Public Health Scotland have stopped the publication of the number of Covid deaths by vaccination status following concerns it is being used as anti-vax propaganda.

Officials have said that they will no longer report on the number of cases, hospitalisations, and deaths by vaccination status on a weekly basis.

It said it will concentreate on "vaccine effectiveness reporting".

The public health watchdog has said that the frequency and content of the data would be reviewed.

PHS has been reporting the number of cases, hospitalisations, and deaths by vaccination status in the weekly COVID-19 statistical report since July 2021.

The watchdog says it was first done to monitor the impact of the vaccination programme on the pandemic, impact on the NHS, and to help understand where to prioritise vaccination delivery.

PHS has stated that the data in the report was never to be used as a measure of vaccine effectiveness but it is now aware of "inappropriate use and misinterpretation of the data when taken in isolation without fully understanding the limitations..."

It said: "Due to the increasing risk of misinterpretation from growing complexities as the Covid-19 pandemic enters its second year, PHS has taken the decision to no longer report Covid-19 cases, hospitalisations and deaths by vaccination status on a weekly basis."

The Herald:

Some websites have been using PHS data to publish stories that linking questioning the efficacy of the vaccinations.

One publication has tracked the number of the people who have died within 28 days of receiving the Covid vaccine.

PHS said it will continue to communicate up to date and "high quality" research on Covid-19 vaccines, saying the evidence suggests the vaccine is effective at reducing the risk of a severe outcome, such as hospitalisation when infected.

It said: "However no vaccine is 100% effective and some COVID-19 hospitalisations and deaths may still occur, particularly in vulnerable populations."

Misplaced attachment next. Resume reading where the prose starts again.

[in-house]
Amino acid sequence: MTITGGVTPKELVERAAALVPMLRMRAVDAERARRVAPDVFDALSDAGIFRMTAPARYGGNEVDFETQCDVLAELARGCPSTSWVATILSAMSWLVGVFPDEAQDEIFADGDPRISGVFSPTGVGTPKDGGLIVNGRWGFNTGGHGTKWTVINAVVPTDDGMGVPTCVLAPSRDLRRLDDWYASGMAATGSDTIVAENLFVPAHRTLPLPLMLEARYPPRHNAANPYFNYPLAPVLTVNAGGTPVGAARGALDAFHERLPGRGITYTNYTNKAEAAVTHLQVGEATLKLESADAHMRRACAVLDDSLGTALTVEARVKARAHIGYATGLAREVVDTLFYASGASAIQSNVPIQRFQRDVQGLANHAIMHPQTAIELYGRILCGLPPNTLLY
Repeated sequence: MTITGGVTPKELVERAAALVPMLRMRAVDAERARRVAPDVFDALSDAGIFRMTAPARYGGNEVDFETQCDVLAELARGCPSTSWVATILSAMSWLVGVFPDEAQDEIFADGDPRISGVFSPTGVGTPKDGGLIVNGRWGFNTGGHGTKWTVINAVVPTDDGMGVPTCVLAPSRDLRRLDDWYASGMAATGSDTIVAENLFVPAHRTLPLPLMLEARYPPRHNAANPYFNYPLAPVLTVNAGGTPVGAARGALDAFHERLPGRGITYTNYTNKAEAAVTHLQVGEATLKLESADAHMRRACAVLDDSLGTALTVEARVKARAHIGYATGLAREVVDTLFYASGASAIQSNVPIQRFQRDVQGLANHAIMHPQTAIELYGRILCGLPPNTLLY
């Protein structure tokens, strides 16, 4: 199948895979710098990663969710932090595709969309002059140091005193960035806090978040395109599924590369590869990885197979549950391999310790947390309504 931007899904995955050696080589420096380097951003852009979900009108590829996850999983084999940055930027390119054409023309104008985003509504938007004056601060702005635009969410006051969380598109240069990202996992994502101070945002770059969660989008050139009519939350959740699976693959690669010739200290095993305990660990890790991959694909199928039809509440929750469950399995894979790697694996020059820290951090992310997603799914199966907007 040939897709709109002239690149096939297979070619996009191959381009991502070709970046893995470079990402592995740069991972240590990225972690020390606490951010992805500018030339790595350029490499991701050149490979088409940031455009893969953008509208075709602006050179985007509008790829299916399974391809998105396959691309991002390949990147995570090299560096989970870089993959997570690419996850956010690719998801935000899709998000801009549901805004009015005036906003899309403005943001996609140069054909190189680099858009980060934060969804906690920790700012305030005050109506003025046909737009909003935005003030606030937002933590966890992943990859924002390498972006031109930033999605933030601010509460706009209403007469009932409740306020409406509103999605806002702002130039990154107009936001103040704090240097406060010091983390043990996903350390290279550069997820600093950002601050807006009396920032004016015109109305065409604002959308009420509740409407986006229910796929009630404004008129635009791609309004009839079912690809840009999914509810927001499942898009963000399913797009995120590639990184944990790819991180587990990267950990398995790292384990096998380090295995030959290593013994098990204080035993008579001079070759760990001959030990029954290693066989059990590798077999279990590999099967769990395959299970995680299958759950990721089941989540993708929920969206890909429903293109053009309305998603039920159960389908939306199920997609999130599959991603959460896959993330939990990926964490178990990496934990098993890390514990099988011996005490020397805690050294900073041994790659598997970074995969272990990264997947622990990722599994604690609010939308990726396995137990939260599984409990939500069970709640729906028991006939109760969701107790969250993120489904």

The watchdog has said that focusing on vaccine effectiveness rather than the existing “very simple statistics” would result in “much more robust” data for the public.

They said: “The main important point around all of the analysis is we understand whether the vaccines are working against catching it and against getting severe Covid, and that’s where the vaccine effectiveness studies come in which are a completely different methodology.

"The case rates, hospitalisation rates, the death rates are very simple statistics, whereas for the vaccine effectiveness studies we use modelling, we compare people who have tested negative to those who have tested positive and match them on their underlining co-morbidities.

"It’s a completely different method which is much more robust and that’s what we want people to focus on.”

The watchdog said that eecent changes in testing behaviour and policies, including the fact that asymptomatic people no longer need a Covid PCR test, limits their ability to robustly identify and monitor cases by vaccination status.

"This means we cannot confidently compare recent case trends to historical data," it said.

"Individuals who have not completed their vaccine schedule may be more susceptible to a severe outcome and could result in higher Covid 19 cases, hospitalisation and death rates in the first and second dose vaccine groups," it said. "For example, some of the older individuals who have exceeded the recommended time will have not received their next vaccine dose because of frailty or ill health. They may, therefore, be more likely to be hospitalised or die if they get COVID-19. Comparison of hospitalisation and death rates is therefore inappropriate."

It said vaccination effectiveness studies were needed to examine the "complicated" data and evaluate how well they are working.

The watchdog further explained: "Vaccinations have not been given to the entire population at the same time with certain groups given priority before others. People are on different timelines since vaccination, dose schedules (e.g. some groups are not eligible for a booster) and vaccine types creating difficulties when making broad comparisons across the population by vaccine status.

"A number of people have not completed or exceeded their recommended dose schedule. This leads to reduced protection from the vaccine over time. Such differences between people impacts how we interpret the rates by vaccine status, for example the level of vaccine protection is expected to be higher in someone who had their first dose four weeks ago compared to another who had their first dose one year ago and didn’t have the required second dose as per the vaccination schedule. Comparison of case rates is therefore inappropriate."